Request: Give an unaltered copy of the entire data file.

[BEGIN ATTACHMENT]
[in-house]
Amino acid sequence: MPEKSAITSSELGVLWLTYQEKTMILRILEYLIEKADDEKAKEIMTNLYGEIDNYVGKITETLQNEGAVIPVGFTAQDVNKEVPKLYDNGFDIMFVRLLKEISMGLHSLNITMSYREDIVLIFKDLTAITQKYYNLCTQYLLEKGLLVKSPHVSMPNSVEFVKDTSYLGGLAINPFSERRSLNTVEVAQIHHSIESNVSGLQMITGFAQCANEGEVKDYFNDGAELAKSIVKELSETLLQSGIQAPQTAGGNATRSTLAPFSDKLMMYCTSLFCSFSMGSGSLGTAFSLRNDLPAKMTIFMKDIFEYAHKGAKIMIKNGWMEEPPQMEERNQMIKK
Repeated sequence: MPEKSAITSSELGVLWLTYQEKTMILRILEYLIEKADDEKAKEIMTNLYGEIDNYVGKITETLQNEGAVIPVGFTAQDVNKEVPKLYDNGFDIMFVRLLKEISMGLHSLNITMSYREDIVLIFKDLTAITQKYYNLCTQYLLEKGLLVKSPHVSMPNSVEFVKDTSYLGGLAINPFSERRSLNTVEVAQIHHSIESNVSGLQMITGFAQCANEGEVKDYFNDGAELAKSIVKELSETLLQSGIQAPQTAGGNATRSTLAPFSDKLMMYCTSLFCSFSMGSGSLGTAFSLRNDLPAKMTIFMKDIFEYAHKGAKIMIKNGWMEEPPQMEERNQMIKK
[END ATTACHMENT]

[in-house]
Amino acid sequence: MPEKSAITSSELGVLWLTYQEKTMILRILEYLIEKADDEKAKEIMTNLYGEIDNYVGKITETLQNEGAVIPVGFTAQDVNKEVPKLYDNGFDIMFVRLLKEISMGLHSLNITMSYREDIVLIFKDLTAITQKYYNLCTQYLLEKGLLVKSPHVSMPNSVEFVKDTSYLGGLAINPFSERRSLNTVEVAQIHHSIESNVSGLQMITGFAQCANEGEVKDYFNDGAELAKSIVKELSETLLQSGIQAPQTAGGNATRSTLAPFSDKLMMYCTSLFCSFSMGSGSLGTAFSLRNDLPAKMTIFMKDIFEYAHKGAKIMIKNGWMEEPPQMEERNQMIKK
Repeated sequence: MPEKSAITSSELGVLWLTYQEKTMILRILEYLIEKADDEKAKEIMTNLYGEIDNYVGKITETLQNEGAVIPVGFTAQDVNKEVPKLYDNGFDIMFVRLLKEISMGLHSLNITMSYREDIVLIFKDLTAITQKYYNLCTQYLLEKGLLVKSPHVSMPNSVEFVKDTSYLGGLAINPFSERRSLNTVEVAQIHHSIESNVSGLQMITGFAQCANEGEVKDYFNDGAELAKSIVKELSETLLQSGIQAPQTAGGNATRSTLAPFSDKLMMYCTSLFCSFSMGSGSLGTAFSLRNDLPAKMTIFMKDIFEYAHKGAKIMIKNGWMEEPPQMEERNQMIKK